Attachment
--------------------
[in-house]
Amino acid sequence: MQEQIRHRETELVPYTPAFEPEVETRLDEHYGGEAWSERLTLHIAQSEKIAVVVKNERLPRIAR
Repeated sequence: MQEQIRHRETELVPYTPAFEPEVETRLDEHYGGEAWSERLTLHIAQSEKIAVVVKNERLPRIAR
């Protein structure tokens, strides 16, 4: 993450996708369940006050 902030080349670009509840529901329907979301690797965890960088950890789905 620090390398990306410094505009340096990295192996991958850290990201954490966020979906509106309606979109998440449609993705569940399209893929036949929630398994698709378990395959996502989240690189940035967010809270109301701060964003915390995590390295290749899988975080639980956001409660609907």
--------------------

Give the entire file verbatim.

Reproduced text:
[in-house]
Amino acid sequence: MQEQIRHRETELVPYTPAFEPEVETRLDEHYGGEAWSERLTLHIAQSEKIAVVVKNERLPRIAR
Repeated sequence: MQEQIRHRETELVPYTPAFEPEVETRLDEHYGGEAWSERLTLHIAQSEKIAVVVKNERLPRIAR
């Protein structure tokens, strides 16, 4: 993450996708369940006050 902030080349670009509840529901329907979301690797965890960088950890789905 620090390398990306410094505009340096990295192996991958850290990201954490966020979906509106309606979109998440449609993705569940399209893929036949929630398994698709378990395959996502989240690189940035967010809270109301701060964003915390995590390295290749899988975080639980956001409660609907």